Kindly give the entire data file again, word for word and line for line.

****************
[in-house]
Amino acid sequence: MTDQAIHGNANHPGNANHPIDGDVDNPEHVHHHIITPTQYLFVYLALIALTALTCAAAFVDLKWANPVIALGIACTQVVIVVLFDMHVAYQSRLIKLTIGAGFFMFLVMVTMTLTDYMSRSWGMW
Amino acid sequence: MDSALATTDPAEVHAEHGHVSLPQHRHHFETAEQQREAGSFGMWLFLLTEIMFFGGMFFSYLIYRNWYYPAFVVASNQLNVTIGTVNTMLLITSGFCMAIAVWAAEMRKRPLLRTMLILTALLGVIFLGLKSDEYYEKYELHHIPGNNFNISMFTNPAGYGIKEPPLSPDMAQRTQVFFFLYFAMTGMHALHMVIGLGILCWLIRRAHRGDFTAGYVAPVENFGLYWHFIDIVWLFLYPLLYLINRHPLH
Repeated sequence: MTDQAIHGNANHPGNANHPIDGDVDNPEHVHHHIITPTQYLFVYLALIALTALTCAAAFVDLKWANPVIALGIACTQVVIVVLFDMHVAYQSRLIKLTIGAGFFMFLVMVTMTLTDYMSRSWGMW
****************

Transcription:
[in-house]
Amino acid sequence: MTDQAIHGNANHPGNANHPIDGDVDNPEHVHHHIITPTQYLFVYLALIALTALTCAAAFVDLKWANPVIALGIACTQVVIVVLFDMHVAYQSRLIKLTIGAGFFMFLVMVTMTLTDYMSRSWGMW
Amino acid sequence: MDSALATTDPAEVHAEHGHVSLPQHRHHFETAEQQREAGSFGMWLFLLTEIMFFGGMFFSYLIYRNWYYPAFVVASNQLNVTIGTVNTMLLITSGFCMAIAVWAAEMRKRPLLRTMLILTALLGVIFLGLKSDEYYEKYELHHIPGNNFNISMFTNPAGYGIKEPPLSPDMAQRTQVFFFLYFAMTGMHALHMVIGLGILCWLIRRAHRGDFTAGYVAPVENFGLYWHFIDIVWLFLYPLLYLINRHPLH
Repeated sequence: MTDQAIHGNANHPGNANHPIDGDVDNPEHVHHHIITPTQYLFVYLALIALTALTCAAAFVDLKWANPVIALGIACTQVVIVVLFDMHVAYQSRLIKLTIGAGFFMFLVMVTMTLTDYMSRSWGMW